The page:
Traditional, new festivities celebrate May Day
April 29, 2016
May Day celebrations will be held Saturday at Callaway Auditorium, beginning with the annual Step Sing Competition at 2 p.m. That will be followed by a concert by Kazual, an acapella vocal group from Atlanta.
Kazual is a family band of three brothers and a cousin who mix the sounds of R&B, hip hop and pop to create what they call the “Kazual experience,” according to the group’s website. Over the past year, they have performed at more than 150 colleges, universities, theaters, clubs, performance arts centers, fairs and festivals.
Following the concert, student organization and Step Sing awards will be presented, followed by the announcement of the new Student Government Association executive council.
Katie Mosley, Director of Student Involvement and Service, said the festivities will conclude with a May Day tailgate party in the auditorium’s parking lot, weather permitting.
“We will have free pizza, wings and drinks,” she said. “There also will be cornhole games and a DJ. This promises to be a fun day for all with entertainment options for the whole family.”
Because May 1 falls on Sunday this year, the annual May Day festivities will be celebrated Saturday.
From dances around a maypole to Step Sing competitions, the first weekend of May has been marked with celebrations at LaGrange College for many decades.
Pat Barrett, Suber Archives Associate at Lewis Library, said the first official mention of May Day on the Hill appears in the 1918 “Quadrangle.”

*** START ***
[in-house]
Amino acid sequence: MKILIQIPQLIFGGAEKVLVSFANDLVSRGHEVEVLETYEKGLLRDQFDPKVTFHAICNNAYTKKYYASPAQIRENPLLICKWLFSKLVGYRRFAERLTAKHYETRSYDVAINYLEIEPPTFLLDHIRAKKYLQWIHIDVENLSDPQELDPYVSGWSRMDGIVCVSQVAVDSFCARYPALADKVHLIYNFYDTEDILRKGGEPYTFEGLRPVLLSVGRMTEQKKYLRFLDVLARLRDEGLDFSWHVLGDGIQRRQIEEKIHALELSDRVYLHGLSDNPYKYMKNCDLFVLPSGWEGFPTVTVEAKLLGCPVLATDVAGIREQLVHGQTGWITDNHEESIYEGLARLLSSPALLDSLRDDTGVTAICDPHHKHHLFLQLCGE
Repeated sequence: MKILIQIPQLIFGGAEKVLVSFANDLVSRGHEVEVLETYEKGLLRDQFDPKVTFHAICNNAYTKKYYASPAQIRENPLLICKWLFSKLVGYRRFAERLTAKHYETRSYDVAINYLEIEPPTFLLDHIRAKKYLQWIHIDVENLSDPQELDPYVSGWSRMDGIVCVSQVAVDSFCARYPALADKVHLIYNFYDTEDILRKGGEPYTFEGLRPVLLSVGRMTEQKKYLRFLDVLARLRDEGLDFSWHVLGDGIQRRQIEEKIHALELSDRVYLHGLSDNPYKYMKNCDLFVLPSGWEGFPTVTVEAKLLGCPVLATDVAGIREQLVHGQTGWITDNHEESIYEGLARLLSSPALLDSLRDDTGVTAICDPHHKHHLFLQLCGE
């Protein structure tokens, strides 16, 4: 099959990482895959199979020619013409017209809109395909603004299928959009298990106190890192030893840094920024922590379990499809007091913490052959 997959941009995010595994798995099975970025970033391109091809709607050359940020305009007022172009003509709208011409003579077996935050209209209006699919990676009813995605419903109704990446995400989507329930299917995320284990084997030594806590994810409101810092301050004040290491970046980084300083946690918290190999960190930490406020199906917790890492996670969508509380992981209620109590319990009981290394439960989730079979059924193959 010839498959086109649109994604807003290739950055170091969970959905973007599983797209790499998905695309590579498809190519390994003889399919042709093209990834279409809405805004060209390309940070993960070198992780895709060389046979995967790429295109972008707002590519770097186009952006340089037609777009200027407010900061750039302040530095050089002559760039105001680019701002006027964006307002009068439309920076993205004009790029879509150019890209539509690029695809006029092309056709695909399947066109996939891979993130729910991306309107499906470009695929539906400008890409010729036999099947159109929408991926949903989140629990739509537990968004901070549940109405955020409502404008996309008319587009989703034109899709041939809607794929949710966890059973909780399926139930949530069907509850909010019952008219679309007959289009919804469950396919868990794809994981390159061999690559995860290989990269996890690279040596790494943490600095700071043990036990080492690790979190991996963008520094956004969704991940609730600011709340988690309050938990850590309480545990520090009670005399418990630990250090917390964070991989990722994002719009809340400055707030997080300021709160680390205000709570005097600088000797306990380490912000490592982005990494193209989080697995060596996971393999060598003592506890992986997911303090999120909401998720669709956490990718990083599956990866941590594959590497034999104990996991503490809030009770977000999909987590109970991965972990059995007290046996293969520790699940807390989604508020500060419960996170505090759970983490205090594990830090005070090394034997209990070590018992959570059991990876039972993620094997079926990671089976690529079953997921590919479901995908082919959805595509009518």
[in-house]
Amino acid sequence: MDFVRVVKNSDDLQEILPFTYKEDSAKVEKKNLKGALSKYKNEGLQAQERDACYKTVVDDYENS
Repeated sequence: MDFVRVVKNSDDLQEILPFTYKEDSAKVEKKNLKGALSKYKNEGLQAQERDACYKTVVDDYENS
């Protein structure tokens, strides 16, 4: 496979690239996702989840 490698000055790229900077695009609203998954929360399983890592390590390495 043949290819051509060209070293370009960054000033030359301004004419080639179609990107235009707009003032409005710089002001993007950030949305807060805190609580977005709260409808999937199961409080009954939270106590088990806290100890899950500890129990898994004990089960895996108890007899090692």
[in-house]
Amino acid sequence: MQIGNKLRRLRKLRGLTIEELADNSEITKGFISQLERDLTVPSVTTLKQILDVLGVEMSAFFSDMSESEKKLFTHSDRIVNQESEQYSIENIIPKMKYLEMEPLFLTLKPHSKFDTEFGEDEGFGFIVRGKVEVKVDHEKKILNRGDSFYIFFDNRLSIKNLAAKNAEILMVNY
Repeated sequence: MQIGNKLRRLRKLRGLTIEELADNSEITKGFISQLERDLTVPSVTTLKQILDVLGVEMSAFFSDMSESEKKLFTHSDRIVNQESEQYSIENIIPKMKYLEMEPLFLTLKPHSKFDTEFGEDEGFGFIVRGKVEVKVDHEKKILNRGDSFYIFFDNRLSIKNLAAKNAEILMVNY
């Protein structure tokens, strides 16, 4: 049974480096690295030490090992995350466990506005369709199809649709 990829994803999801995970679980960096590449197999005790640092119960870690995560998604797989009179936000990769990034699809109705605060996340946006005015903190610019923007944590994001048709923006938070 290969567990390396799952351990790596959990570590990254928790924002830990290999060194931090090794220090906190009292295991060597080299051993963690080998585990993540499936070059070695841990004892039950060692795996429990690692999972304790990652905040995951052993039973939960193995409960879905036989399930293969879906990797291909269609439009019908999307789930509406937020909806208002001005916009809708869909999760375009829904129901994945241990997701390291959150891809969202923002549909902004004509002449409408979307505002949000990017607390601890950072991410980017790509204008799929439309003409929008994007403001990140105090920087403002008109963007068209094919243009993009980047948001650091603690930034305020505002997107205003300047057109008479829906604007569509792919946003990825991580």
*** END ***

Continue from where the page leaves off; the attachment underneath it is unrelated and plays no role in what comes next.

“There is a wonderful photo of students dancing around the traditional maypole,” she said. “The next time it is featured is in the May issue of the 1927 Scroll, the student newspaper before the Hilltop News.”
She said the article describes the celebration as “long anticipated and, as the first of its kind for many years, is considered one of the most important events of the year yet observed on the campus.”
Barrett said the actual inauguration date of Step Sing into the festivities is unknown. The event originated with student groups performing on the steps of the old Dobbs Auditorium, which was destroyed by fire in 1970.
“We do know that Step Sing is today’s most visible celebration of May Day,” she said. “The competition for bragging rights is intense.”
Earlier May Day traditions included students in elaborate costumes participating in plays and maypole dances and the coronation of the queen (and later king).
“We have some wonderful items in the archives from those early events,” she said. “We have a scrapbook from an alumna that includes sketches of the May Day costume she made, including a swatch of the fabric.”
Barrett has created a May Day exhibit on the main floor of Frank and Laura Lewis Library and said she hopes it might spur others to share their memories and memorabilia. She can be reached at email@example.com.